March 30, 2012 at 6:48 pm |
  2. Michael

    I grew up gay in the Catholic school system and it almost killed me. I could not comprehend why God would make me gay, not change it no matter how hard I prayed and then send me to Hell for it. What was odd is I heard sermons about "love thy neighbor" and the teachings about gays and lesbians seemed to counter that. Fortunately I picked up the Gospel of John and realized things hadn't changed in 2,000 years and the "religious elders" and stone throwers were alive and thriving in today's world. Did some research and discovered the original text never condemned gay people.

    March 30, 2012 at 6:46 pm |
    • pervert alert

      You are not gay. Gay is a word stolen by qu eers to try to legitimize their sick disgusting lifestyles. Find another way to describe yourself that is honest.

      March 30, 2012 at 6:52 pm |
    • JoJo

      Reply to "Pervert Alert": How about "indoctrinated bigot"? Is that honest enough? As it applies to you that is.

      March 30, 2012 at 7:00 pm |
  3. cyntblanco

    I left the catholic church April of "85. I was mourning the loss of my mother who had died Easter of that year. I was in catholic college and my Dean, who was also the pastor, physically took me out of class(hand on bicept) and dragged me in the hall. He said that I was still mourning my mother. I said yes, it had only been two weeks. He said it must stop because my mourning was taking glory away from god. This Dean that smoked and drank told me not to mourn, not encouraging words, not offering to pray the rosary with me....I left that day. I still pray the rosary and follow my catholic practices, even eating fish on fridays, but will not go back...Kinda pointless now that I have been divorced and remarried.

    March 30, 2012 at 6:45 pm |
  4. dumbox

    The church of God by God for us. God bless the Church! The gates of hell will not prevail against it.

    March 30, 2012 at 6:45 pm |
    • gerald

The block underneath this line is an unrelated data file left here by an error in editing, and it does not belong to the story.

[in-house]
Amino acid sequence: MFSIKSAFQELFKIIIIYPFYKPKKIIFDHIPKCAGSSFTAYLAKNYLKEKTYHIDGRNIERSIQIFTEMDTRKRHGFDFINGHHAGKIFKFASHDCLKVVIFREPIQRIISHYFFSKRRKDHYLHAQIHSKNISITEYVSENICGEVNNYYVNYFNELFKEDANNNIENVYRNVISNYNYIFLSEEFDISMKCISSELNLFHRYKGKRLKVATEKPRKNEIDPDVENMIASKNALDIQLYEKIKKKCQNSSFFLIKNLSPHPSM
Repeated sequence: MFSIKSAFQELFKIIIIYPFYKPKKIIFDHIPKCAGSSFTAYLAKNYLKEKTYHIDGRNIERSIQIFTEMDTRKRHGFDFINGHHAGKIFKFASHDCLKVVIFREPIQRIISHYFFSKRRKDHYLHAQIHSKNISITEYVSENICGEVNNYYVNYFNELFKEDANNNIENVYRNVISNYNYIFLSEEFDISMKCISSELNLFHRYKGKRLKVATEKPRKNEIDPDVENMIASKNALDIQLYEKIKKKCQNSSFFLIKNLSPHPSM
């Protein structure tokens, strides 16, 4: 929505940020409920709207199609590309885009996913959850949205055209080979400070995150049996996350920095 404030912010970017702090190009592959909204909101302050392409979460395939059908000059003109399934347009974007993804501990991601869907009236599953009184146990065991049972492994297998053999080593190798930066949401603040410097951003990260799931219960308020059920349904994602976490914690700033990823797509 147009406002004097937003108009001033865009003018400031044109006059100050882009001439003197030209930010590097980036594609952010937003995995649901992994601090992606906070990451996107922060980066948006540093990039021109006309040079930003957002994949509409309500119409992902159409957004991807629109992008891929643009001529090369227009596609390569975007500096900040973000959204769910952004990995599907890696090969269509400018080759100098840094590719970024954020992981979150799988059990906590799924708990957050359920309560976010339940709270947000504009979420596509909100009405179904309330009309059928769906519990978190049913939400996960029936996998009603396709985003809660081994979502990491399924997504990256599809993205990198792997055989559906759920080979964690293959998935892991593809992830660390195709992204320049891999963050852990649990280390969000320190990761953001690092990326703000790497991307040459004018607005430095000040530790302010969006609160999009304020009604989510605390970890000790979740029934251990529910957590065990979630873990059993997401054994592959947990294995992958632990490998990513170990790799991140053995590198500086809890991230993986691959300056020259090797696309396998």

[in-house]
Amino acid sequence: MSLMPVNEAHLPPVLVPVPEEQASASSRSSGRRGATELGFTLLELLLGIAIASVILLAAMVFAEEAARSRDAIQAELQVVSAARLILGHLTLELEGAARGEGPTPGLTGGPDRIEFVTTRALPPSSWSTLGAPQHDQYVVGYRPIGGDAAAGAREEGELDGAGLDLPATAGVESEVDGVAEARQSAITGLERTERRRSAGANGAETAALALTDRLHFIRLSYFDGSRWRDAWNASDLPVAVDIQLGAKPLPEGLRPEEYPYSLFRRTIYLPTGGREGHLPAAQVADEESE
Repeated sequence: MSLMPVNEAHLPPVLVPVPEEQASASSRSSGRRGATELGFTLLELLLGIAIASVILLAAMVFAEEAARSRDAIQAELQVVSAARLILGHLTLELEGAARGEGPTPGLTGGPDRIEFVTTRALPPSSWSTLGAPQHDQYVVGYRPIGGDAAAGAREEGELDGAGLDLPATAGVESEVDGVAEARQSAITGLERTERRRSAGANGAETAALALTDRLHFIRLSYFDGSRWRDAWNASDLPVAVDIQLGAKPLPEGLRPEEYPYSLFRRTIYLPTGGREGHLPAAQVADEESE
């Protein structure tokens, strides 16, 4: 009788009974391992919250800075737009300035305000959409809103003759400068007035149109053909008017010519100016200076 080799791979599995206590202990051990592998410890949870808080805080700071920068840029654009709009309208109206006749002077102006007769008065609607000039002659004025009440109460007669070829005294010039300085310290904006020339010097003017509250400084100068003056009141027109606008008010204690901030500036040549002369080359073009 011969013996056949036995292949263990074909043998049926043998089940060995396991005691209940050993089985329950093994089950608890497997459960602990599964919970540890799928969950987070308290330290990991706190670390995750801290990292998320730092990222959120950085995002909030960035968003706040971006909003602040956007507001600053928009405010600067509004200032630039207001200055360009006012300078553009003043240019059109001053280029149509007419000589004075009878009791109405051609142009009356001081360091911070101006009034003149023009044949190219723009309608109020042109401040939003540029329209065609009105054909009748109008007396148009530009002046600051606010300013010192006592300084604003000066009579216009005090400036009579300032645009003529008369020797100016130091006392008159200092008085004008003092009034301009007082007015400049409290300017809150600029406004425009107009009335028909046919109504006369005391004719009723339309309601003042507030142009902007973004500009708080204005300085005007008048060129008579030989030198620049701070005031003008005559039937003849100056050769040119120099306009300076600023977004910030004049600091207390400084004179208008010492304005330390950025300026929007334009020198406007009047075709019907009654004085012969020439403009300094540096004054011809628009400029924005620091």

Amen.

      March 30, 2012 at 6:46 pm |
    • Answer

      Silly notion of hell for idiots who can't even understand that there isn't even such a place.

      If your heaven under god's protection can be reached by the denizens of hell then your god surely does lack the power to keep out the bad company.

      March 30, 2012 at 7:20 pm |
  5. Leschiguy

    Strange that nobody left the church because they lost their faith. I mean, if I believed that Catholicism was the one true church, I would have to put up with all the other stuff. I was an altar boy, choir boy, but I went to the library in my Catholic high school and picked up a book on the great religions of the world. I found out that their were many ideas about gods, the afterlife, creation etc. Everybody had a different story. That was it for me.

    March 30, 2012 at 6:45 pm |
    • bobcat2u

      @ Leschiguy

      That is the problem with ALL organized religions. Every single one of them claim to be " The only ture religion, and if you don't adhere to "their" rules, there is no way you will ever see heaven.

      March 30, 2012 at 7:02 pm |
  6. believe

    as children they are taught the life of Jesus. as adults, they don't see Jesus represented in the church. just a bunch of people telling you what to do, people joining the church who favor child labor (Newt) and hating gay people (Rick) not to mention all the love the fetus hate the child folks who do nothing to show compassion or care for the kids "miracles" who are here and neglected and abused.

    it's hard to believe you were brought up in a religion of love and kindness to the least among us when the conservative portion praises wealth, judgement on others, and such. Jesus is a side character in the catholic church.

    March 30, 2012 at 6:45 pm |
  7. New yorker

    Nobody mentioned how money hungry the church is.....religion is for the weak minded who actually believed a man lived inside a fish for 3 days, a ship was made for ALL living creatures to escape to during a massive flood, and the world began from Adam, Eve and an evil snake...in 7 days. Come on people...abandon religion and come to your senses! Live on the "principles" put forth that the religions try to instill, but cease doing things in God's name...blah blah blah. My dog knows no God and prays to no God...he won't get into doggy heaven I guess because he doesn't pray, donate to doggie church or confess to the doggy preist about peeing on the couch....sounds silly right?!